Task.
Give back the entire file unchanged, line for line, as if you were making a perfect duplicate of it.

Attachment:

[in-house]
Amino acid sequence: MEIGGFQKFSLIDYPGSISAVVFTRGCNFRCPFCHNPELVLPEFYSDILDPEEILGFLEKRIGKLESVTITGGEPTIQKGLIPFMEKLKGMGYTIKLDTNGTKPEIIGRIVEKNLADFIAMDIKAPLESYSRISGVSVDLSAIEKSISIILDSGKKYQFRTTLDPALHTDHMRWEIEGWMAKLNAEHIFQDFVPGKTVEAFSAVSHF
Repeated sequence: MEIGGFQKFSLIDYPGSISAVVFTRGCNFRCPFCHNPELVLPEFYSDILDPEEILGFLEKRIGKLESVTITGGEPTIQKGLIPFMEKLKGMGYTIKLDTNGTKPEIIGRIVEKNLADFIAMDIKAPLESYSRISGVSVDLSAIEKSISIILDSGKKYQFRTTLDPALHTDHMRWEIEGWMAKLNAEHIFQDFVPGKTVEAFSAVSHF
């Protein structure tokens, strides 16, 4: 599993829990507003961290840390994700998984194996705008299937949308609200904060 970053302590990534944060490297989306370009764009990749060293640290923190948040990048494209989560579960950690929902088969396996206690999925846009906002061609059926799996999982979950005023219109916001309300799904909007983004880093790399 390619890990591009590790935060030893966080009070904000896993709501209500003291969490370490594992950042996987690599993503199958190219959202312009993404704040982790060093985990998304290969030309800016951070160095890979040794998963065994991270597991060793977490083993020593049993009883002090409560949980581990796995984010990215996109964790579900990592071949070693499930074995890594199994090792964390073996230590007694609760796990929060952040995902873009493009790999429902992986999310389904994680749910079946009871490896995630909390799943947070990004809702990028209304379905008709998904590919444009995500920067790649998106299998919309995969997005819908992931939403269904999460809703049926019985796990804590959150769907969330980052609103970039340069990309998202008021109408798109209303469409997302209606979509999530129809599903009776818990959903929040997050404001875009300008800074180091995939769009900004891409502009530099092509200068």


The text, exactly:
[in-house]
Amino acid sequence: MEIGGFQKFSLIDYPGSISAVVFTRGCNFRCPFCHNPELVLPEFYSDILDPEEILGFLEKRIGKLESVTITGGEPTIQKGLIPFMEKLKGMGYTIKLDTNGTKPEIIGRIVEKNLADFIAMDIKAPLESYSRISGVSVDLSAIEKSISIILDSGKKYQFRTTLDPALHTDHMRWEIEGWMAKLNAEHIFQDFVPGKTVEAFSAVSHF
Repeated sequence: MEIGGFQKFSLIDYPGSISAVVFTRGCNFRCPFCHNPELVLPEFYSDILDPEEILGFLEKRIGKLESVTITGGEPTIQKGLIPFMEKLKGMGYTIKLDTNGTKPEIIGRIVEKNLADFIAMDIKAPLESYSRISGVSVDLSAIEKSISIILDSGKKYQFRTTLDPALHTDHMRWEIEGWMAKLNAEHIFQDFVPGKTVEAFSAVSHF
């Protein structure tokens, strides 16, 4: 599993829990507003961290840390994700998984194996705008299937949308609200904060 970053302590990534944060490297989306370009764009990749060293640290923190948040990048494209989560579960950690929902088969396996206690999925846009906002061609059926799996999982979950005023219109916001309300799904909007983004880093790399 390619890990591009590790935060030893966080009070904000896993709501209500003291969490370490594992950042996987690599993503199958190219959202312009993404704040982790060093985990998304290969030309800016951070160095890979040794998963065994991270597991060793977490083993020593049993009883002090409560949980581990796995984010990215996109964790579900990592071949070693499930074995890594199994090792964390073996230590007694609760796990929060952040995902873009493009790999429902992986999310389904994680749910079946009871490896995630909390799943947070990004809702990028209304379905008709998904590919444009995500920067790649998106299998919309995969997005819908992931939403269904999460809703049926019985796990804590959150769907969330980052609103970039340069990309998202008021109408798109209303469409997302209606979509999530129809599903009776818990959903929040997050404001875009300008800074180091995939769009900004891409502009530099092509200068």